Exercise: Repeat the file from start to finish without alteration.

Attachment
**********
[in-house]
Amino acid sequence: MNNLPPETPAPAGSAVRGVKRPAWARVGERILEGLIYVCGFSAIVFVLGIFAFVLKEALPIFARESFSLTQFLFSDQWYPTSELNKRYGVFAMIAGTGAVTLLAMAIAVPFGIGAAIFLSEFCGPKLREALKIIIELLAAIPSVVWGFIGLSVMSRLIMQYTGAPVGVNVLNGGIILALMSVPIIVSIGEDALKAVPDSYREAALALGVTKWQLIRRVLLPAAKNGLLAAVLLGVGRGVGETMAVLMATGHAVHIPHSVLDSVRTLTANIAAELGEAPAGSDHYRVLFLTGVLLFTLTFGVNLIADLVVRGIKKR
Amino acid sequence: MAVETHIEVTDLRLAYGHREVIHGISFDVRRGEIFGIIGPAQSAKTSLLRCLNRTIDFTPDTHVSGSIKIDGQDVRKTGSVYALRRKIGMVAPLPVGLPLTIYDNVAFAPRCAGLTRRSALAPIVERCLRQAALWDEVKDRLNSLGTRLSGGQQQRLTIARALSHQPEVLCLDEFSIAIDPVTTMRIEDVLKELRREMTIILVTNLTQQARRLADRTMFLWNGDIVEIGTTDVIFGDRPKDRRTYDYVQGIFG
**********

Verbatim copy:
[in-house]
Amino acid sequence: MNNLPPETPAPAGSAVRGVKRPAWARVGERILEGLIYVCGFSAIVFVLGIFAFVLKEALPIFARESFSLTQFLFSDQWYPTSELNKRYGVFAMIAGTGAVTLLAMAIAVPFGIGAAIFLSEFCGPKLREALKIIIELLAAIPSVVWGFIGLSVMSRLIMQYTGAPVGVNVLNGGIILALMSVPIIVSIGEDALKAVPDSYREAALALGVTKWQLIRRVLLPAAKNGLLAAVLLGVGRGVGETMAVLMATGHAVHIPHSVLDSVRTLTANIAAELGEAPAGSDHYRVLFLTGVLLFTLTFGVNLIADLVVRGIKKR
Amino acid sequence: MAVETHIEVTDLRLAYGHREVIHGISFDVRRGEIFGIIGPAQSAKTSLLRCLNRTIDFTPDTHVSGSIKIDGQDVRKTGSVYALRRKIGMVAPLPVGLPLTIYDNVAFAPRCAGLTRRSALAPIVERCLRQAALWDEVKDRLNSLGTRLSGGQQQRLTIARALSHQPEVLCLDEFSIAIDPVTTMRIEDVLKELRREMTIILVTNLTQQARRLADRTMFLWNGDIVEIGTTDVIFGDRPKDRRTYDYVQGIFG